The McLaughlin Garden is located on route 26 in South Paris, Maine. I don’t know of any way to get to South Paris other than by automobile; but, once there, the McLaughlin property is located within easy walking distance of the central business district. The McLaughlin Garden is open daily from May through October.

11 Comments leave one →
  1. May 30, 2010 3:55 pm

    It was good to “go along with you” to this beautiful place. I may never make it up there myself, so this was a treat. Husband & I enjoy visiting and re-visiting local gardens. Our park system includes several parks devoted to a particular theme – roses, bulbs, etc.

  2. May 30, 2010 5:54 pm

    Lovely woodland blooms Jean. I love the Mayapple and finally have one growing here and hope it will survive the Bishop’s weed and flourish. I just love that one simple flower hidden beneath the leaves. It is great that these gardens will be saved … what an honor to Bernard and a gift for all who visit. I love the layout of this post.

  3. May 30, 2010 7:30 pm

    Everything there looks so cool and refreshing.

    How precious to invite visitors by simply leaving the gate open.

  4. May 31, 2010 5:24 am

    This looks like a lovely place to visit. I recently visited the garden of a Vermont artist and saw the Mayapple in bloom. I took great delight in the flowers hidden beneath the foliage, though at the time I did not know what it was. I was happy to see its identification here, and would love to plant some near the edge of the woods near our house. I also discovered that the American Mayapple is a native of southern Vermont woodlands. Thank you so much for the id. 🙂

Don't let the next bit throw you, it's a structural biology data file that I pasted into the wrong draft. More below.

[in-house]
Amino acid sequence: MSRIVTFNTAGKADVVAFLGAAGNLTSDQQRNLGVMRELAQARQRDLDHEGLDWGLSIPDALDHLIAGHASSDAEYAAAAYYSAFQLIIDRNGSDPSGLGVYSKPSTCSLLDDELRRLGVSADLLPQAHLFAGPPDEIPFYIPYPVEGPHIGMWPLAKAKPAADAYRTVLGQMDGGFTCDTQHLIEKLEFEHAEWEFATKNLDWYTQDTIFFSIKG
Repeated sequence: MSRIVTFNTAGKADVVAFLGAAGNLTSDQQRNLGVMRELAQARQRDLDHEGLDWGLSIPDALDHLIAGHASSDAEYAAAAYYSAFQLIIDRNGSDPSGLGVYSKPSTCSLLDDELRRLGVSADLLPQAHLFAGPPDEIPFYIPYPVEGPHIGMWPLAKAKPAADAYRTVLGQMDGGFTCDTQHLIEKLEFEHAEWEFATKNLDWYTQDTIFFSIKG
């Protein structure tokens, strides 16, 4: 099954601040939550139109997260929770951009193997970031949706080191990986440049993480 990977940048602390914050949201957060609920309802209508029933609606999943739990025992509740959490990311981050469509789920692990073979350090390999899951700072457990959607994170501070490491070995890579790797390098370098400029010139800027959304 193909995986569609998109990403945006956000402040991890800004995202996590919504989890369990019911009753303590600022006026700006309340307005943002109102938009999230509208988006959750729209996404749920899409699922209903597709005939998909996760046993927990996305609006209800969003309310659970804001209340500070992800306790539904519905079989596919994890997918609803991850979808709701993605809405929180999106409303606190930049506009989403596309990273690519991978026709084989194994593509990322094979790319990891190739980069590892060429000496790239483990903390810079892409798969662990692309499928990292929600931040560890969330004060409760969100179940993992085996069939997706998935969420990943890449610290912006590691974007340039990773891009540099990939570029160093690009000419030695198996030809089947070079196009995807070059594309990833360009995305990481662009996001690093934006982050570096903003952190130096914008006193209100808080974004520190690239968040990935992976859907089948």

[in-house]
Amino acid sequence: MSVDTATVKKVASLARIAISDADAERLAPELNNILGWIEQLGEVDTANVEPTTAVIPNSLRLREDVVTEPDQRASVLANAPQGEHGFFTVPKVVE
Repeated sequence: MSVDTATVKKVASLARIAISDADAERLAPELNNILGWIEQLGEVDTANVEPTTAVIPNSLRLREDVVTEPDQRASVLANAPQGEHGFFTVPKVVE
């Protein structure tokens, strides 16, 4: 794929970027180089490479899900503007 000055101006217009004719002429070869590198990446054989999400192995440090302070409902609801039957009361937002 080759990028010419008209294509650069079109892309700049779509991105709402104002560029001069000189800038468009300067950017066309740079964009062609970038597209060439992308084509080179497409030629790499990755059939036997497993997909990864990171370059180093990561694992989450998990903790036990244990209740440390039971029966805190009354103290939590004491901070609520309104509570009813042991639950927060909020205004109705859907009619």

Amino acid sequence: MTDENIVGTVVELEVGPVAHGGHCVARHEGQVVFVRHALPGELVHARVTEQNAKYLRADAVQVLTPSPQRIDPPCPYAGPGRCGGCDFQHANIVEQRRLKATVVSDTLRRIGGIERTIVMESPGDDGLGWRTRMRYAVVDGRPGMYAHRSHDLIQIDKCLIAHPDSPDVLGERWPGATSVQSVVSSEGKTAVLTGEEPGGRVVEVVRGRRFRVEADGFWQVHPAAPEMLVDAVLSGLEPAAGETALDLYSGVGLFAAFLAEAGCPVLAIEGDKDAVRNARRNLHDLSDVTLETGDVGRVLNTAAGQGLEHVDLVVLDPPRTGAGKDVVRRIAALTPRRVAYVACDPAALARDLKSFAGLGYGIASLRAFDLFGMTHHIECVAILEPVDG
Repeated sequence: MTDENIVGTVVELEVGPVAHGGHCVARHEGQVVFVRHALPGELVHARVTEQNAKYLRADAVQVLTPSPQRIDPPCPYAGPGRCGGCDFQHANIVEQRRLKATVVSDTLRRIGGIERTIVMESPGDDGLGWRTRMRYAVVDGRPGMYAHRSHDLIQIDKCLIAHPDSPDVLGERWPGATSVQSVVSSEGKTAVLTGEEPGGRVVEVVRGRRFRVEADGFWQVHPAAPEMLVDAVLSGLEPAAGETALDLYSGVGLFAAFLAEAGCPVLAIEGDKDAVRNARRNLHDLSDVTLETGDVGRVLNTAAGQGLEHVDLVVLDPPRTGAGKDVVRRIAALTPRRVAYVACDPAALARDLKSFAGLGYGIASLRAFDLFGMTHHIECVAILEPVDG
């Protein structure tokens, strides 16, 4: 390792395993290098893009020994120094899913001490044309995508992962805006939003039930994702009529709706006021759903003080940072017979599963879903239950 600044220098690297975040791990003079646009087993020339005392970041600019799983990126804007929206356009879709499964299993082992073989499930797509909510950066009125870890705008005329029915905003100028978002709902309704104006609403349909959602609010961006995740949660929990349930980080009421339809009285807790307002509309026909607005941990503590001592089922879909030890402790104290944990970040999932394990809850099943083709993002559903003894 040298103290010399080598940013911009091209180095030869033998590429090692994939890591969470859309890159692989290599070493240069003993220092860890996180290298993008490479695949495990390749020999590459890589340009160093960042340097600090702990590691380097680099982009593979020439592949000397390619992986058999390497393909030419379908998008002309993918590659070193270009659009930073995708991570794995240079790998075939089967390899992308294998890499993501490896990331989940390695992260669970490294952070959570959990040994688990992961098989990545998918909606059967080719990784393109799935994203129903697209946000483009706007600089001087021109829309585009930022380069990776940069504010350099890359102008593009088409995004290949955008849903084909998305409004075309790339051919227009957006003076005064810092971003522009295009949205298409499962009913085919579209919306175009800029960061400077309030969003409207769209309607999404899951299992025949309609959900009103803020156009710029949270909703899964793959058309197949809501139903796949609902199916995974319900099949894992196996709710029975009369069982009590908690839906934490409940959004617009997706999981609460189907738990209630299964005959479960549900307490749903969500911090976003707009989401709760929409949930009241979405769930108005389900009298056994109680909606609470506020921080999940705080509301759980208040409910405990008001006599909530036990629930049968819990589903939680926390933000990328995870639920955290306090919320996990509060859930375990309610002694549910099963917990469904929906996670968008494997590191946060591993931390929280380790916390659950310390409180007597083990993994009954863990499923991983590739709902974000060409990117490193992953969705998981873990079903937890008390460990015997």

• April 6, 2012 12:09 pm

      Is the Mayapple the same as May flowers that grow in the wild?. My father used to bring me May flowers every spring but never revealed their locations. I would love to find some on my walks but never have.

  5. May 31, 2010 12:43 pm

    Wonderful post, thanks for the tour!! So nice that you made it in time for the lilacs, they are so special and lovely. I think I will buy another one today (can’t have too many). Your pictures are beautiful, I especially like the viburnum next to the rhodo pic. It reminds me of a lacecap hydrangea, gorgeous. 🙂

  6. May 31, 2010 1:40 pm

    Hi Jean – your post inspired me!

    I work near a place called the Morton Arboretum in Lisle, IL. It is simply a treasure trove, and yet I haven’t been there is so long. Time for a field trip!! (I need some inspiration on native plants.)

  7. June 1, 2010 6:34 am

    How fortunate for the gardening world that this beauty has been saved for the public. Thanks for sharing your visit there.

  8. June 1, 2010 11:11 am

    If only scent could trasmit across a blog site!

  9. June 1, 2010 10:53 pm

    I am glad this special garden has been preserved. I am sure Mr. McLaughlin would be pleased, after he spent so many years nurturing this garden, to see the public continue to enjoy it today. I fell in love with lilacs after seeing a few at a local nursery. They smell wonderful! Sadly, most will not prosper in my climate. I am tempted to try the one or two that are advertised to grow this far south.

  10. Diane permalink
    June 2, 2010 2:46 am

    Thank you for your visit to my blog and for linking mine on your site. You have a lovely blog!

    We have visited Maine and it is a beautiful part of your country!